Democratic leadership in the House was in disarray last night after having to withdraw the 2010 Intelligence Authorization Act, moments before it was to have been voted upon, as the result of a controversial anti-torture provision.
The amendment was added in the House Rules Committee late on Wednesday and had not previously been vetted in committee. It would have criminalized the most extreme forms of "enhanced interrogation" and provided stiff sentences for intelligence officers or medical professions who engaged in them.
Republican opposition caused the Democrats to attempt to remove the provision from the bill on Thursday by a unanimous consent agreement. When the Republicans refused to go along, the Democratic leadership was forced to pull the bill entirely.
In the wake of the debacle, there was confusion as to how the provision had gotten into the bill, and Democratic leaders appeared to be attempting to distance themselves from it.
The American Prospect had reported earlier that the amendment was proposed by House Intelligence Committee Chair Sylvestre Reyes (D-TX). After the withdrawal of the bill, however, Politico cited Democratic sources as saying that "House Rules Chairwoman Louise Slaughter attached the provision to the bill Wednesday over the objections of other House leaders." One source told RollCall (reg. req.), "No one wanted it in there," and Rep. Jane Harmon (D-CA) insisted, "It's a mystery how that language got in there."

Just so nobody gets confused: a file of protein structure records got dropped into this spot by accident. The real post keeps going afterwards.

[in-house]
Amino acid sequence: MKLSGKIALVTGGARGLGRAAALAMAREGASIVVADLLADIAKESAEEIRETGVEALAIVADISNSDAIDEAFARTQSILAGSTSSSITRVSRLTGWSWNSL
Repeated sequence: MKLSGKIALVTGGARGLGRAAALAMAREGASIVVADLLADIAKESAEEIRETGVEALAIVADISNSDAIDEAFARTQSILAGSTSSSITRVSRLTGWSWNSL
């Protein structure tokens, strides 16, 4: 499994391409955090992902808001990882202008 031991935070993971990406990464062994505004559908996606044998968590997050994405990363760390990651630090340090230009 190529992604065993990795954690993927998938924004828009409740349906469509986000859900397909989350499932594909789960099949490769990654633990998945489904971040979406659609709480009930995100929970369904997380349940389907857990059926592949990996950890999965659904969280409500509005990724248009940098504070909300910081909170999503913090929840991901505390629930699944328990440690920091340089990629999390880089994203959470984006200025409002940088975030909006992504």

Another Democratic source, however, told RollCall that the provision had been cleared with Intelligence Committee staff and that "Although there were some nervous Nellies, the committee did not say, 'don’t do this,' the committee was neutral."
The amendment would have banned the most extreme forms of "enhanced interrogation" -- including waterboarding, stress positions, sleep deprivation, prolonged isolation, and forced sexual acts -- and imposed sentences of up to fifteen years, or even life if a detainee died as a result of such treatment.
House Minority Leader John Boehner (R-OH) called the provision "unconsicionable," adding, "It’s time to stop trying to give foreign terrorists the same rights as American citizens and to stop persecuting the men and women risking their lives every day to keep our country safe."